The only dog native to Argentina, the Dogo Argentino is a fairly young breed with a colorful history. It was developed in the 1920s by an avid hunter and dog lover, Antonio Nores Martinez, with the help of his younger brother, Agustin. He wanted a dog that could track and hold large, dangerous predators, such as wild boar, jaguar and puma, while also being sufficiently stable to be a trusted family companion. Antonio started with the now-extinct Cordoba Fighting Dog, which then was a ferocious, fearless white Spanish hunter. They selectively crossed ten top-quality Cordoban bitches with hand-picked males from nine other breeds: Boxers, Bull Terriers, Dogue de Bordeaux, Great Danes, Great Pyrenees, Irish Wolfhounds, Old English Bulldogs, English Pointers, and Spanish Mastiffs . The result was a powerful, agile, intelligent dog that hunted cooperatively with other dogs with great speed and stamina and had virtually no inherent aggressive tendencies toward people or other pets.
As the Martinez brothers envisioned, the Dogo Argentino came to be a dog with tremendous endurance and hunting talent. Dogos can track a predator across vast plains, corner it and then attack and hold it in a death grip for the hunters who follow close behind. Dogos are capable of dazzling bursts of speed over short distances, but they are best at covering long distances at a rolling lope.
In 1964, the Dogo Argentino was recognized by the Cinologic Federation of Argentina and the Argentina Rural Society. The Argentina Kennel Club, a member of the Federation Cynologique International (FCI), accepted the breed in 1973. The FCI recognizes the Dogo as the first and only true Argentinean breed. The Dogo Argentino Club of America (DACA) was formed in 1985 and is the first parent club organized for the Dogo in the United States. The American Kennel Club (AKC) admitted the Dogo Argentino into its Foundation Stock Service in 1996. The United Kennel Club (UKC) recognized the Dogo Argentino in 2001, as a member of its Guardian Dog Group. The AKC moved the Dogo into its Miscellaneous Class in 2011, with a Working Dog designation. The DACA is well on its way to achieving full AKC registration status for this unique working breed.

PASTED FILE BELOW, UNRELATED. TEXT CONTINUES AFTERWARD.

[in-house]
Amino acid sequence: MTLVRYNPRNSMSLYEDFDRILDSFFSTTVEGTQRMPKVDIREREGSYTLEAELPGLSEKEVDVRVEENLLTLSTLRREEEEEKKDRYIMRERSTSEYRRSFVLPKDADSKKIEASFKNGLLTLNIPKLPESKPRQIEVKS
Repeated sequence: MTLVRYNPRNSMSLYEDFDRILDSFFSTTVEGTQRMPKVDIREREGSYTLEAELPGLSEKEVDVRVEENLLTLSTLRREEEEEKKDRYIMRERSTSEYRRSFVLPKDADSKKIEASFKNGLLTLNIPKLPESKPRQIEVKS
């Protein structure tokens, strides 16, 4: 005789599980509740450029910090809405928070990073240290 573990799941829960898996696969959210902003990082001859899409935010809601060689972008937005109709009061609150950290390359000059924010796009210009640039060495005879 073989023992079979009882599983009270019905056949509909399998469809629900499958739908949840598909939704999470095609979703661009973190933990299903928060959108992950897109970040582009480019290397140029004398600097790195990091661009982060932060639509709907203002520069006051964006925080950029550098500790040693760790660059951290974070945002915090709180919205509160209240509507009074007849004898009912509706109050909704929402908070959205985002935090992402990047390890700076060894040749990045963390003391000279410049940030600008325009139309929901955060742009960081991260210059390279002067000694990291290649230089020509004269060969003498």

Today, the Dogo Argentino is still used for hunting and holding large game. It hunts boar in the former Yugoslavia and moose in Canada. It is used for tracking and search and rescue. It is a talented watch dog, guard dog and police dog. Dogos are reliable guide and service dogs and compete actively in obedience and Schutzhund, both of which are sports that dog and owner participate in together. The breed continues to be popular throughout Europe, especially in Germany. Because it has shown up in illegal dog fighting rings, the Dogo Argentino has developed a bad reputation in some countries, despite its intrinsic placid nature. In the United States, breed-specific legislation varies between cities, counties and states, but some have banned the Dogo within their perimeters.
The Dogo is a fairly healthy breed, with a typical life span of between 9 and 12 years. Breed health concerns may include congenital deafness (can be unilateral or bilateral; in one or both ears), hip dysplasia, bloat/torsion (gastric dilatation and volvulus; GDV) and demodectic mange (demodex).
The primary genetic fault that "comes with" the breed, because it is a white-coated dog, is deafness. The Dogo Argentino Club of America monitors all litters whelped to DACA-registered parents. The percentage of deaf puppies is roughly 10% overall, which is the same percentage as that of the Dogo club in Germany. All Dogo Argentino puppies sold by DACA members should be accompanied by either a statement from the breeders' veterinarian attesting to the fact that the puppy can hear, or a BAER (hearing) test report.